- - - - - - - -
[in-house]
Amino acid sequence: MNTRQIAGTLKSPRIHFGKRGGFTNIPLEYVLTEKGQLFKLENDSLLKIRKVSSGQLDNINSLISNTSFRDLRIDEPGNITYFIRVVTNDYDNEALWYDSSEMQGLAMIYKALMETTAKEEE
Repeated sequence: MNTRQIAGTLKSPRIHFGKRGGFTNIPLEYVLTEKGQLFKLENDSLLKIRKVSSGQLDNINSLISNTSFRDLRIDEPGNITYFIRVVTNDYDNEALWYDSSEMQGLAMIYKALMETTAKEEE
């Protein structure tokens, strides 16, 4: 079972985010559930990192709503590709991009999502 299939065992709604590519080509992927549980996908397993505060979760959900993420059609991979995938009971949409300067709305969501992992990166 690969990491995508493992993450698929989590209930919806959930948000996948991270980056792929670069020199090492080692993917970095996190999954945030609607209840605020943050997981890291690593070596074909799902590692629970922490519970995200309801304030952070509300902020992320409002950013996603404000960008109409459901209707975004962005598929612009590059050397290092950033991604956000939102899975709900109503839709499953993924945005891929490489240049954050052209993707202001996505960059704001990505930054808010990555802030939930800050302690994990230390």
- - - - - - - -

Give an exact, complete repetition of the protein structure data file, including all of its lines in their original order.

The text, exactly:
[in-house]
Amino acid sequence: MNTRQIAGTLKSPRIHFGKRGGFTNIPLEYVLTEKGQLFKLENDSLLKIRKVSSGQLDNINSLISNTSFRDLRIDEPGNITYFIRVVTNDYDNEALWYDSSEMQGLAMIYKALMETTAKEEE
Repeated sequence: MNTRQIAGTLKSPRIHFGKRGGFTNIPLEYVLTEKGQLFKLENDSLLKIRKVSSGQLDNINSLISNTSFRDLRIDEPGNITYFIRVVTNDYDNEALWYDSSEMQGLAMIYKALMETTAKEEE
């Protein structure tokens, strides 16, 4: 079972985010559930990192709503590709991009999502 299939065992709604590519080509992927549980996908397993505060979760959900993420059609991979995938009971949409300067709305969501992992990166 690969990491995508493992993450698929989590209930919806959930948000996948991270980056792929670069020199090492080692993917970095996190999954945030609607209840605020943050997981890291690593070596074909799902590692629970922490519970995200309801304030952070509300902020992320409002950013996603404000960008109409459901209707975004962005598929612009590059050397290092950033991604956000939102899975709900109503839709499953993924945005891929490489240049954050052209993707202001996505960059704001990505930054808010990555802030939930800050302690994990230390």